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Ingram

Current Scholars

Maysa Kaskas


Class of: 2014
Hometown: Shreveport, LA
School: Arts and Science
Major(s): English, History, Cognitive Studies

Maysa's motivation for service stems from her love of working with people and her interest in perspectives, and her service record reflects this passion and commitment. Before arriving at Vanderbilt, she tried to engage in as many service opportunities and realms as possible, eager to make a difference and learn more about how the world works. After dabbling in a number of different fields, she realized that she loved sharing her passion for service with others; while recruiting friends and peers to serve with her, Maysa was struck by the amount of people who were unaware of the plethora of service opportunities in their own community. She worked with a friend to start a community organization entitled "Gainful: Get Involved, Louisiana," an initiative which seeks to advocate volunteerism by matching volunteers to local nonprofits which fit their interests, organizing collection drives and volunteer opportunities, publicizing available local community service events, promoting projects with immediate need, and utilizing social networking sites such as Twitter and Facebook to spread the word and recruit volunteers. The organization's work continues today; Maysa looks back on this experience as her first lesson in sustainability. The summer before entering as a freshman at Vanderbilt, Maysa took on an internship with the United Way of Northwest Louisiana. With this internship, Maysa worked to revitalize her local United Way's marketing campaign and learned a lot more about volunteer organizing, service event planning, and community nonprofit restructuring and rejuvenating.

Finding herself in a new community with new needs her first year, Maysa took advantage of the opportunity to refresh and explore the opportunities available to her in Nashville. She became most actively involved with the American Red Cross (an organization she'd volunteered with since 2006), the Books from Birth program with the Vanderbilt Children's Hospital (promoting and participating in adult and youth literacy initiatives), the Kennedy Center (where she worked with children with developmental disorders and their families), and the American Cancer Society's Relay for Life (an event she'd been involved with since 2004). That summer, she traveled back to her hometown of Shreveport, LA to complete her first Ingram summer service project. Doing her first service project in a community she knew well, she reasoned, would result in a more productive and impactful initiative. She partnered with the Providence House, a transitional living center for homeless families and children. Maysa was fortunate enough to work with the Providence House on community impact, chiefly through fundraising, advocacy, and volunteer recruitment. Her main project with the Providence House was creating a summer evening enrichment program to aid their Child Development Center in its goals of helping the children reach social, emotional, physical, and intellectual milestones. Maysa drew on what she'd learned in previous work with children, feedback from the staff, and information from her first year Child Development class; she developed a program that included arts and crafts, games and physical exercises, creative writing and storytelling, and group activities for the children living at the Providence House. This was an incredible experience, offering Maysa the unique opportunity to immerse herself in a single cause and endeavor for eight weeks. She could have never done it without the support of the Ingram Scholarship Program, and she continues to look back on the inspiring experience every day.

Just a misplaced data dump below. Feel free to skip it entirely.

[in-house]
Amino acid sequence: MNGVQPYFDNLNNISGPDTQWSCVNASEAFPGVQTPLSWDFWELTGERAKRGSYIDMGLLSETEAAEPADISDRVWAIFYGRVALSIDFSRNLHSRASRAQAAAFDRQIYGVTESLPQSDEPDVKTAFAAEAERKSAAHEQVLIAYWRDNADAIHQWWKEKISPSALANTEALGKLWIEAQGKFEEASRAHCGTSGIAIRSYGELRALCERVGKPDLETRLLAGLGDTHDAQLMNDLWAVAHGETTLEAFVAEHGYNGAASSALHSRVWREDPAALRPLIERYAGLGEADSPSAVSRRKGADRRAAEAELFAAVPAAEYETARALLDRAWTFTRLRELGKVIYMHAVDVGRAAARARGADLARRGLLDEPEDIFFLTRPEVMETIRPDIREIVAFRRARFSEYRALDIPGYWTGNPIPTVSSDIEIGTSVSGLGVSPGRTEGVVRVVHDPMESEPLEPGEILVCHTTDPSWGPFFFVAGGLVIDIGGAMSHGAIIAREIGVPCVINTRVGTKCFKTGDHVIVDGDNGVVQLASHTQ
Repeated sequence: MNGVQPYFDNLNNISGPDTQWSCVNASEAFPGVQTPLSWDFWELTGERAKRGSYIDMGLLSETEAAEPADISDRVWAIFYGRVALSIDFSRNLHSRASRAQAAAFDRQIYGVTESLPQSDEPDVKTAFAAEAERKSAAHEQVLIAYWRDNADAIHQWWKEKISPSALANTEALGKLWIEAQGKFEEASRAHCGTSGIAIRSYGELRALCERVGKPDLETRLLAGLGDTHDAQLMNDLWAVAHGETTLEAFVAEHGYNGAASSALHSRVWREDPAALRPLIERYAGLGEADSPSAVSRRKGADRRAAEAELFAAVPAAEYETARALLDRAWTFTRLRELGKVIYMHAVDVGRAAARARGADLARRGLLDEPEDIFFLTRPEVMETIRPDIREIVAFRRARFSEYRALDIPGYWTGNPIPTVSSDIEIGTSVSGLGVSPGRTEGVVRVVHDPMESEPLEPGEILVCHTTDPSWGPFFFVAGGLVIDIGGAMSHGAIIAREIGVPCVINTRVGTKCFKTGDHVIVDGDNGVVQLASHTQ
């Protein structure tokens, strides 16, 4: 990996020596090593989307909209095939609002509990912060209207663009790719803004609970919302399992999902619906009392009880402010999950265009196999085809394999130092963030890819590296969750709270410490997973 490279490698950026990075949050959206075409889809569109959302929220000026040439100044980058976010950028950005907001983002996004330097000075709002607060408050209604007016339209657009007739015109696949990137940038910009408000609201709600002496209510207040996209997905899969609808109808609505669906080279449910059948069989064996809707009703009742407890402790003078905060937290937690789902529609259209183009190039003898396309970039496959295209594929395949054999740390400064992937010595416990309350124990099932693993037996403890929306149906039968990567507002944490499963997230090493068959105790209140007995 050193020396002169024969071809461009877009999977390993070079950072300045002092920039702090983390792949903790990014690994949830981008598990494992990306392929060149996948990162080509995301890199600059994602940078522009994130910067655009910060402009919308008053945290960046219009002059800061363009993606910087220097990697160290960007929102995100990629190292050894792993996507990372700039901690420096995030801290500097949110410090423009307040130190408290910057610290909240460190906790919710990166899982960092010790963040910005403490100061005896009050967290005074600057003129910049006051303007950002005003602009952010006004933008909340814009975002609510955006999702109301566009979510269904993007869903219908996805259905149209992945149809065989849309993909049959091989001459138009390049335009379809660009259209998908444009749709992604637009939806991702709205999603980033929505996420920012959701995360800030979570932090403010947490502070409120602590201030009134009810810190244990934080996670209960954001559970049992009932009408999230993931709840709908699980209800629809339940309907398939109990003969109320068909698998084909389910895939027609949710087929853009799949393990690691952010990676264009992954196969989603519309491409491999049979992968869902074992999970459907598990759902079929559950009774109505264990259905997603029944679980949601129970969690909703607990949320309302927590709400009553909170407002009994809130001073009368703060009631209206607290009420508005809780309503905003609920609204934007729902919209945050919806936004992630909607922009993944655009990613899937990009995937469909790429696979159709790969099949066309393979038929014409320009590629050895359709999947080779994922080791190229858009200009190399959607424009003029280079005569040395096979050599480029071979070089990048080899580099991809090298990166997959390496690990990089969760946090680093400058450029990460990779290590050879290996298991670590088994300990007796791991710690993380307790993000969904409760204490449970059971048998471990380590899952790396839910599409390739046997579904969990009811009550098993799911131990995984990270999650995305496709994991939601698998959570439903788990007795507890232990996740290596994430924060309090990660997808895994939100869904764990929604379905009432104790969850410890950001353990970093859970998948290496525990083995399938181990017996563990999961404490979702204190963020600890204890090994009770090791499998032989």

Maysa's sophomore year was quite different from her freshman year in that she focused more on depth of service as opposed to breadth of service. Her energies centered on her position as Resident Advisor for first year students on the Ingram Commons, which provided a unique perspective on a different kind of service; the American Cancer Society's Relay for Life, where she served as Co-Chair for Team Mentorship and exercised her interest in volunteer recruitment, motivation, and retainment; the American Red Cross, where she helped to organize service opportunities for students as Community Service Assistant; and the Middle Eastern Students Association, where she helped to organize educational and cultural events for the student body as Education Chair. She also continued to volunteer with the Kennedy Center in their Families First initiative, where she helps to care for children with developmental disabilities (primarily autism spectrum disorder) while their caretakers attend seminars. Last summer, Maysa participated in her hometown's Mayoral Summer Internship Program, where she interned with the Metropolitan Planning Commission. She learned a lot about urban and neighborhood planning; community renewal and revitalization; the way the government operates; and how to attract and maintain citizen involvement in the process.

Maysa is looking forward to her senior year, where she will continue her involvement with the American Red Cross, the Kennedy Center, the Vanderbilt Children's Hospital, and the Middle Eastern Students Association. She is also excited to complete her honor's thesis in the psychological sciences on childhood depression and peer victimization.

Maysa is incredibly humbled and honored by the opportunities that the Ingram Scholarship Program has provided her, and she looks forward to continuing to learn and apply that knowledge toward bettering her community, one step at a time


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